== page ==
M41A_Gallery_8.jpg
What kid wouldn't want this little plastic angel of death?
In this month's issue of Wired, editor Chris Anderson has a great piece on what

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Will Chapman Supports a Family of Five Making Lego Weapons

M41A_Gallery_8.jpg
What kid wouldn't want this little plastic angel of death?
In this month's issue of Wired, editor Chris Anderson has a great piece on what he calls the new industrial revolution. Using a variety of small-scale manufacturers, including himself, making everything from custom cars to pilot-less drones, Anderson makes a persuasive argument that the open source transformation that forever changed the digital world is now having the same effect on products in the real world.

Or, in his words, atoms are the new bits.

As Anderson shows, manufacturing no longer requires a big warehouse, assembly lines and shipping routes. All it takes is a good idea. And to prove his point, he visited the Redmond home of Will Chapman.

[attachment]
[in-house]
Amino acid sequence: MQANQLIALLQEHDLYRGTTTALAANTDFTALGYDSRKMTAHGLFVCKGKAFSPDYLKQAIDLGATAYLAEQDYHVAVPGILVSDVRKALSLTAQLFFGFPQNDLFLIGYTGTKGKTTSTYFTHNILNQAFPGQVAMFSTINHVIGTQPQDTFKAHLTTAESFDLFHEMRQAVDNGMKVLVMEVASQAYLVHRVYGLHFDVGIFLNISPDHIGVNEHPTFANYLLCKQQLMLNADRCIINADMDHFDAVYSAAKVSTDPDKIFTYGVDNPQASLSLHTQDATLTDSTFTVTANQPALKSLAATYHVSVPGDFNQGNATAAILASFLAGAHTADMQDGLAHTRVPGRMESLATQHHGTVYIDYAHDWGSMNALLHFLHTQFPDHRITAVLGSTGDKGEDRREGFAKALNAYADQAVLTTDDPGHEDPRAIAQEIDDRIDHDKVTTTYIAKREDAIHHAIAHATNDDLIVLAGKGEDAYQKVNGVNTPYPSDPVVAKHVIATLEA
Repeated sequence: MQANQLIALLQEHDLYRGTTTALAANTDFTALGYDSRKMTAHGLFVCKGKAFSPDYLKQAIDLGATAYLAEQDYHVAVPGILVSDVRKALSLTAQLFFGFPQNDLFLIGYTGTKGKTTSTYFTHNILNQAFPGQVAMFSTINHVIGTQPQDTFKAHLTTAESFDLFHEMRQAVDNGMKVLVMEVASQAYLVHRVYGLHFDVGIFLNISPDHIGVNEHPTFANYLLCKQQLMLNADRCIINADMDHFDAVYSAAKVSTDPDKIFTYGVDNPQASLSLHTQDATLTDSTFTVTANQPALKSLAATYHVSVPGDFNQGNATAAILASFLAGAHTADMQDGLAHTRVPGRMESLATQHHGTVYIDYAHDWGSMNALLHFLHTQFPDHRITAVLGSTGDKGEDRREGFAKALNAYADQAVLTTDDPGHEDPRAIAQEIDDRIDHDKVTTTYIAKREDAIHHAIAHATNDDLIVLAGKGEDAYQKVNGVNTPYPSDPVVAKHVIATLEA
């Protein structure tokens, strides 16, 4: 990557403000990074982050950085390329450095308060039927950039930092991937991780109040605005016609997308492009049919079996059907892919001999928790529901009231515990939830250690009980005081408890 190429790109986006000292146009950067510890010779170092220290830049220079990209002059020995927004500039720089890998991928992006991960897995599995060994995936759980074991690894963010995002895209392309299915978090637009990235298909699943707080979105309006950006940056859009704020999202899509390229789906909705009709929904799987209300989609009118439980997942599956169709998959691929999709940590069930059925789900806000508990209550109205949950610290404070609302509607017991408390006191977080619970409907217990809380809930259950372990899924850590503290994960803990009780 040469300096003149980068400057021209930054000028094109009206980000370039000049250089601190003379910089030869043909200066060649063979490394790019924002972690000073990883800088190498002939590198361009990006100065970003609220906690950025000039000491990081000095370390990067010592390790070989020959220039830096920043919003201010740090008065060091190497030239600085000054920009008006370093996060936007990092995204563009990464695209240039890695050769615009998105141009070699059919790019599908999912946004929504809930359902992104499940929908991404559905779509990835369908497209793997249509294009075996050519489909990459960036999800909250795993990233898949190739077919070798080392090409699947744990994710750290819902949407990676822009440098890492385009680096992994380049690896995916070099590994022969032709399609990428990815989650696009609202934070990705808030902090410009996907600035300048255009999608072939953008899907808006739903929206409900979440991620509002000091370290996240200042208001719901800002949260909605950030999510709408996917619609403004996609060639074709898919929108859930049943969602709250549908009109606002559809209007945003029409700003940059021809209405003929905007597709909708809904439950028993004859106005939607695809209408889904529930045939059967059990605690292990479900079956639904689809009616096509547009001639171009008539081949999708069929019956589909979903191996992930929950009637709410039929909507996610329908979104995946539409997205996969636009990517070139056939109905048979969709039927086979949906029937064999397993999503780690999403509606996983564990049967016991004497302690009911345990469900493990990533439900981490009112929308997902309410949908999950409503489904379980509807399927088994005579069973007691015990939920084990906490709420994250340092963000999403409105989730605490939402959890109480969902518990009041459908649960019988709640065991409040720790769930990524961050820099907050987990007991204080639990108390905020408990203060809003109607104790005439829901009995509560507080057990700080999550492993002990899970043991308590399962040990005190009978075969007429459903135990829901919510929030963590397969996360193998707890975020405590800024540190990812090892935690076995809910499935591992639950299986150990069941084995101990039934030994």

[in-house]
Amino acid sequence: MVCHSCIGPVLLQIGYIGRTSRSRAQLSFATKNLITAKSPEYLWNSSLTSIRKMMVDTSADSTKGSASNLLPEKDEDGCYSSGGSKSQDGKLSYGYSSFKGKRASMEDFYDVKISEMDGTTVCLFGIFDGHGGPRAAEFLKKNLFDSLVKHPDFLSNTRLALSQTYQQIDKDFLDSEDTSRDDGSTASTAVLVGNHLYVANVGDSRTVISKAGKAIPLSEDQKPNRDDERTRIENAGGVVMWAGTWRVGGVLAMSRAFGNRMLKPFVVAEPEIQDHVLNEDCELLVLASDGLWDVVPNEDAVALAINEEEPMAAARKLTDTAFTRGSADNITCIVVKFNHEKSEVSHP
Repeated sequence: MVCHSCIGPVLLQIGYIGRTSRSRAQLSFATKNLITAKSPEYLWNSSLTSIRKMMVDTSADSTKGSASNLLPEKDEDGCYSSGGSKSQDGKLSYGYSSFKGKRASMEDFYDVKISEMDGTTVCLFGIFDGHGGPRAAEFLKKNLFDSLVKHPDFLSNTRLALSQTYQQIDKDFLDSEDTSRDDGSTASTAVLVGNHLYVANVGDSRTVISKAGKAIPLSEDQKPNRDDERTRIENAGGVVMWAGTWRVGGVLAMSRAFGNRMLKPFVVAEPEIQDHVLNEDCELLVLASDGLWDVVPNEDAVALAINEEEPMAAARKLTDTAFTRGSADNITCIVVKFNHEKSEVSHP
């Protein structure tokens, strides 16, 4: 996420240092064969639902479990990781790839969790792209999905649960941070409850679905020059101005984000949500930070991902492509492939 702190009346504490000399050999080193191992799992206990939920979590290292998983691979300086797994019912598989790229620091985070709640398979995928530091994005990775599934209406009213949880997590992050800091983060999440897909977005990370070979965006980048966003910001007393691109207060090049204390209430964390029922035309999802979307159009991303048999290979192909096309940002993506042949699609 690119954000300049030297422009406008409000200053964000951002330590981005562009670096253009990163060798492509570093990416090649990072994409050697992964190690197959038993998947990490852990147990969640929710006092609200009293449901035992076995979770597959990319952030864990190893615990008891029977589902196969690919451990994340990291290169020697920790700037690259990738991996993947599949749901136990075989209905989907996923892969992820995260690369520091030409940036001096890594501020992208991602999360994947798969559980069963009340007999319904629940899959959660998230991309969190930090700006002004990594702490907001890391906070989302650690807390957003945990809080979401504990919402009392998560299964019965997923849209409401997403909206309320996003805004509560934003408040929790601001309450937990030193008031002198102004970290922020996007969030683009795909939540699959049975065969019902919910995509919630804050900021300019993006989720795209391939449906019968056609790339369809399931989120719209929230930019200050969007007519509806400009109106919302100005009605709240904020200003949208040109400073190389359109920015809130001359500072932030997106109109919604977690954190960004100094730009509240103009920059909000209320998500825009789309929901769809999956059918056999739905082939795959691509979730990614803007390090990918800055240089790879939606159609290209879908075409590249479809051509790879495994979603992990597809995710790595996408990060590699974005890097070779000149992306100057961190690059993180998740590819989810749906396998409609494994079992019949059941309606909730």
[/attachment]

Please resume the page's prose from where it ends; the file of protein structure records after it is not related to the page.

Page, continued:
Anderson uses Chapman as an example of what he calls "small batch" entrepreneurs: people who get into a field not because of the potential size of the market, but because of their passion for the product. For Chapman, that product would be Legos. And that passion would be making really kick-ass weapons to be wielded by those Legos.

Working out of a small industrial space, Chapman created BrickArms in 2006 when his youngest son (then 9) asked his dad for World War II weapons for his Legos. Today, BrickArms has resellers in the UK, Australia, Sweden, Canada, and Germany. And the business is so successful that Chapman quit his job as a software engineer in order to exclusively mold, package and ship out miniature M41A pulse rifles to other geeks bitten by the same bug.

The entire article is a great read. And just in case my attempt at an explanation wasn't sufficient, here's video of Anderson explaining the concept.

 
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